Shaped with robust and vigorous volumes, this female Kanak figure communicates a strong sense of fleshy physicality. With a benevolent expression, its oblong visage sits atop a broad neck, with wide-set eyes, abstracted ears, and a classic Kanak nose of great width and protuberance. Narrow arms flank a cylindrical torso, bending at the elbow to place small hands upon a projecting umbilicus. From its broad hips descend thick, exaggerated thighs and calves, standing well apart to frame and emphasize the pubis.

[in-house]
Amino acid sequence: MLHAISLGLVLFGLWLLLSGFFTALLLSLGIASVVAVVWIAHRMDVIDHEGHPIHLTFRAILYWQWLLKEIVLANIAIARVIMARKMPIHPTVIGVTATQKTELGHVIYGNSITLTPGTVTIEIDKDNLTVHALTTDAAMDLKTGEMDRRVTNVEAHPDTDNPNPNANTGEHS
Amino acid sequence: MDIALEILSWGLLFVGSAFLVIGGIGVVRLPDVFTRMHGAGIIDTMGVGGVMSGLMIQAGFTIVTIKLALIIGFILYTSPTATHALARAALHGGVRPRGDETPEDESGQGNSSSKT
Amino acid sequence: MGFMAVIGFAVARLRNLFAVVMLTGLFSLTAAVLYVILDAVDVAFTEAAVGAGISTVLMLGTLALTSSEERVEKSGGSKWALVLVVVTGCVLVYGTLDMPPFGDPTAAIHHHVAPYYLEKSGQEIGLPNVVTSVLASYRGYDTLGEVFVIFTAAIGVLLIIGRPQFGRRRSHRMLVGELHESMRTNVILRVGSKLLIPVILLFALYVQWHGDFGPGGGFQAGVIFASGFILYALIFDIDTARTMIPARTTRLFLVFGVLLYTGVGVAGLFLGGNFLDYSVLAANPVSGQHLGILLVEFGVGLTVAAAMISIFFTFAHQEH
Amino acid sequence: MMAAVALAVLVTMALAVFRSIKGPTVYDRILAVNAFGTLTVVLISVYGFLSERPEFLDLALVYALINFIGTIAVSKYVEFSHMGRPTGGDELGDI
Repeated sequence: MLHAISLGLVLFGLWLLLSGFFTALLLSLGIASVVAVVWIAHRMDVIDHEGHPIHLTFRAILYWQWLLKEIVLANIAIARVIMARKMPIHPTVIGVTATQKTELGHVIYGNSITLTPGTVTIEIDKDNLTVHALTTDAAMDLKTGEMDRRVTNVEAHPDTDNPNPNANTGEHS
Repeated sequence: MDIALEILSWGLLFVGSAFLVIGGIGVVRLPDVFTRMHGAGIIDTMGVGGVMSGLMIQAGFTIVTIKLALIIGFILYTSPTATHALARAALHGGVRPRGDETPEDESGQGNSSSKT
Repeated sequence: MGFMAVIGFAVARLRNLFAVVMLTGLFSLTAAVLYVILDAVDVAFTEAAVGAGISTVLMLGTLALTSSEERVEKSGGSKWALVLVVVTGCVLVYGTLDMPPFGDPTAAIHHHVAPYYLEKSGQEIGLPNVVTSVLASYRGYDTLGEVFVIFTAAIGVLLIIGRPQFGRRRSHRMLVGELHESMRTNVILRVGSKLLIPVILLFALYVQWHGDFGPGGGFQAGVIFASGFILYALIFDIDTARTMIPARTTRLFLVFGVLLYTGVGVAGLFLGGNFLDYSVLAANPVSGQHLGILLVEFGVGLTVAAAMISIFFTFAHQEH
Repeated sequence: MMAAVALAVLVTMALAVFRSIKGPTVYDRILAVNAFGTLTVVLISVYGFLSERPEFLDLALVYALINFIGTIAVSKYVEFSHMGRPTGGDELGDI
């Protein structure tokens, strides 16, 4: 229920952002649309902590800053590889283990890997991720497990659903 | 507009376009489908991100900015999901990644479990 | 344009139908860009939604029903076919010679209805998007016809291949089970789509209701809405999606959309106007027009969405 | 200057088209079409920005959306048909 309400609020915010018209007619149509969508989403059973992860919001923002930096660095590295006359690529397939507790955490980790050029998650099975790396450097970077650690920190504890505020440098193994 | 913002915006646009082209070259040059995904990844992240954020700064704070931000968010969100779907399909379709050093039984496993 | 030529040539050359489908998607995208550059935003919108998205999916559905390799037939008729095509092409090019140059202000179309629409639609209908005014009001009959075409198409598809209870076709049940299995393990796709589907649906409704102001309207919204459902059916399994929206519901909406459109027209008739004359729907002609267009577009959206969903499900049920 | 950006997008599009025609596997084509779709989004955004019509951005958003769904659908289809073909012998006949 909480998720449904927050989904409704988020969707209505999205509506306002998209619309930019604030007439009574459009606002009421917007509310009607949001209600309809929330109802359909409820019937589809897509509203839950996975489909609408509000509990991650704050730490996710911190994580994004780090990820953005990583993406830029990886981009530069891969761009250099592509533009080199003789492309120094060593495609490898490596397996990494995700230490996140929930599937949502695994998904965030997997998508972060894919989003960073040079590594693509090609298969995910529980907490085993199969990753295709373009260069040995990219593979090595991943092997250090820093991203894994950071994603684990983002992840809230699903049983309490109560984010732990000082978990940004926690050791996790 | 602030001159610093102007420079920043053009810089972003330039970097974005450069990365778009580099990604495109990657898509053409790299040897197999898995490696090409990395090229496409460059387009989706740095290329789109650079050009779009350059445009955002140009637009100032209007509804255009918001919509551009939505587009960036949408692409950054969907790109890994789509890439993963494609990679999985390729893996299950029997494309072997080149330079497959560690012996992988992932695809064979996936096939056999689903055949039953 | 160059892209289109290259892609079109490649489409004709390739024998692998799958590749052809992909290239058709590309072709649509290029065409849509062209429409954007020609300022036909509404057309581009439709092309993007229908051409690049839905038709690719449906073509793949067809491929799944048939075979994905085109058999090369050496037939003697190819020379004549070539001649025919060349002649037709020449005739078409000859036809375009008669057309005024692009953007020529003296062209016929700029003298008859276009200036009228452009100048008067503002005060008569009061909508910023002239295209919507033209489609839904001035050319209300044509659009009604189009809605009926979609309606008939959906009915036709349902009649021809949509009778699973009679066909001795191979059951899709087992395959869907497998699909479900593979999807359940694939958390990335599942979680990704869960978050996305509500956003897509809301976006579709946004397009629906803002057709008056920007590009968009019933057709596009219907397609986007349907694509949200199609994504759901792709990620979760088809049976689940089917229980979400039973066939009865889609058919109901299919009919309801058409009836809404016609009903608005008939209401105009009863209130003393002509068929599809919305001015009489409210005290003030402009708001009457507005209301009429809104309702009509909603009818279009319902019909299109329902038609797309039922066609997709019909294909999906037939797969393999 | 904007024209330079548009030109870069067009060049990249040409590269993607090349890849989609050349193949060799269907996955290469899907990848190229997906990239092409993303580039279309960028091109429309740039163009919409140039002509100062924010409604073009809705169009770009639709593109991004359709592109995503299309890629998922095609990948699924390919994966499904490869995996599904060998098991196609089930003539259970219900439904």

It is unclear what exact purpose figures such as this one served, but a similar example in the Museum der Kulturen, Basel, was identified by Fritz Sarasin as one associated with the bringing of rain: "It is probable that most of these figures were associated with ancestor worship. They, and in fact all of the sculptures of New Caledonia, were carved by artists who had been selected not only because they were skilled craftsmen, but because they had a relationship to the supernatural spirits they represented in their works."